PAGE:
Aquariums are popular in many homes and are enjoyed by children and adults alike. While gravel is often used in the bottom of aquariums, sand can also be used. Usually, there is a filter under the sand where the fish waste is sucked in to keep the water clean. It is important to keep your sand clean so that bacteria does not build up and release toxic gases, such as high levels of CO2, into your aquarium, which could kill your fish or other aquatic life. The better you care for your tank, including the sand, the healthier your fish and other aquatic life will be.
- Skill level:
- Moderately Easy
Other People Are Reading
Things you need
- Antibacterial cleaner
Choose clean sand to put into your aquarium. There are many types of sand, including silver sand and aquarium sand. You can go to your local store where fish are sold to purchase the appropriate kinds of sands for an aquarium. Do not use beach sand, as the salt levels are too high.
Place the sand in your aquarium. The sand should only be about an inch high so that it is easy to clean and too much bacteria does not form. If you have live plants that need to be anchored in the sand, use about an inch and half, but never more than 2 inches.
Prepare your siphon to clean your sand of waste. As you would for gravel, you can use a siphon. The large end, usually about two diameters wide, will go in your fish tank to siphon and the smaller end will go into a large bucket.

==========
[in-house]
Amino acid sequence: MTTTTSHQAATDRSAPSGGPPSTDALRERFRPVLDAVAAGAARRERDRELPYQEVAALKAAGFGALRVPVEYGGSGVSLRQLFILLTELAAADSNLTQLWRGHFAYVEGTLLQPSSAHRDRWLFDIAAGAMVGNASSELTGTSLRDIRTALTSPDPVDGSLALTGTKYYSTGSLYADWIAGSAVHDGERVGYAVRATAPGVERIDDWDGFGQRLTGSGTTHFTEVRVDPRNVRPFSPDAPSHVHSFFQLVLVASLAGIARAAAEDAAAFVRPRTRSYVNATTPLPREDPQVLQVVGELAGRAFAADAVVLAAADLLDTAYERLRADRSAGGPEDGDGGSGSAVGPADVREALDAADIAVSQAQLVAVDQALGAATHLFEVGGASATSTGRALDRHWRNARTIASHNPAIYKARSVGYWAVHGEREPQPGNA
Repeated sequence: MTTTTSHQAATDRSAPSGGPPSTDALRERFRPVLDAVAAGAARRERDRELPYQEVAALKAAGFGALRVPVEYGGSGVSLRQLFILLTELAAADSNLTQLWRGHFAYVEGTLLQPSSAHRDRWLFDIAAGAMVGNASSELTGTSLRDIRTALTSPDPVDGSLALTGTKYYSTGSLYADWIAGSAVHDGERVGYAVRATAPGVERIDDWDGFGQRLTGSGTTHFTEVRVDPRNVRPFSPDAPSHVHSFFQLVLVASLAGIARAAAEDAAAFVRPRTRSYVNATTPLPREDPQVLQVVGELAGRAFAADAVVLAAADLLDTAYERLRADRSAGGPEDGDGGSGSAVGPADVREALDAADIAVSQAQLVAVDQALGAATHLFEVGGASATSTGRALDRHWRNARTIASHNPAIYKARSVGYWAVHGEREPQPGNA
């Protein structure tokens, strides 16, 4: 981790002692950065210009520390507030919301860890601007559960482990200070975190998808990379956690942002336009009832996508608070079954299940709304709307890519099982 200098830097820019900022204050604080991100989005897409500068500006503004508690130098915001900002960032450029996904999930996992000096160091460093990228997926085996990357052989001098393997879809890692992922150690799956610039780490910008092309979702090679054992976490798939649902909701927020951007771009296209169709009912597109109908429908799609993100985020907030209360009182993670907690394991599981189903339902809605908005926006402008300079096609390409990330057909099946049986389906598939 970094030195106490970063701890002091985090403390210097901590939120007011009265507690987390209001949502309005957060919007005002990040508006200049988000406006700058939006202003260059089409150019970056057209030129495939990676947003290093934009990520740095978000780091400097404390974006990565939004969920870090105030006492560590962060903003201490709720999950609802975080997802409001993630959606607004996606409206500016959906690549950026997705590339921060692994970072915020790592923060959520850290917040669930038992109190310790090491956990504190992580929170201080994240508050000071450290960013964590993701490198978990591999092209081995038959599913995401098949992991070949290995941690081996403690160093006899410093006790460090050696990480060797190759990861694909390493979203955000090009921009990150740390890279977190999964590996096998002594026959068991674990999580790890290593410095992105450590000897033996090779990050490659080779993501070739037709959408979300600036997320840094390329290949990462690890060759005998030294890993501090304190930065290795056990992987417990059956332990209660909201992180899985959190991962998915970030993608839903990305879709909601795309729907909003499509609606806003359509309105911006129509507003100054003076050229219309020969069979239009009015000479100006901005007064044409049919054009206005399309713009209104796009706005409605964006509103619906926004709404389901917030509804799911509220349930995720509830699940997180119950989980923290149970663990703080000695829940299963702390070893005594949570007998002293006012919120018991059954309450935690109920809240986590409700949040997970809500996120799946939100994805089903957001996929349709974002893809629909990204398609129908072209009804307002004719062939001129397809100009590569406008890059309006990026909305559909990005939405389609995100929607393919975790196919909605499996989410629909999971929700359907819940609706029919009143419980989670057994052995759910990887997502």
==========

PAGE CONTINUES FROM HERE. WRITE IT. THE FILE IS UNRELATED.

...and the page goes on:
Start the suction on the siphon. Some siphons come with a priming ball that you can squeeze and release to start the flow of water. You will have to remove it to allow the water to go into the bucket. Others you will have to suck on the smaller end to get the suction started. Clean it first with antibacterial cleaners and wipe off any cleaning residue with a clean wet rag. As soon as the water makes it way over the aquarium and starts flowing downward, stop and allow gravity to do its work. Do not get any water in your mouth.
Stick your hand in your fish water and grab the siphon. Hold it about an inch or two above the sand. Move your siphon in circular motions to agitate the sand and pick up the waste that is released. Adjust the siphon higher or lower depending on how much sand is being siphoned away. Expect to lose a lit bit during the process.
Stop the siphoning after about 15 per cent of your water is gone out of your tank by lifting the siphon up out of the water. Slowly dump out the bucket in your toilet and clean it out. Refill it with fresh water.
Refill your aquarium with fresh water. Let the water sit for a couple of hours to get to room temperature before refilling your tank. Put more sand in if you lost too much during this siphoning.
Repeat this process every week to keep your sand clean and safe for your aquatic life.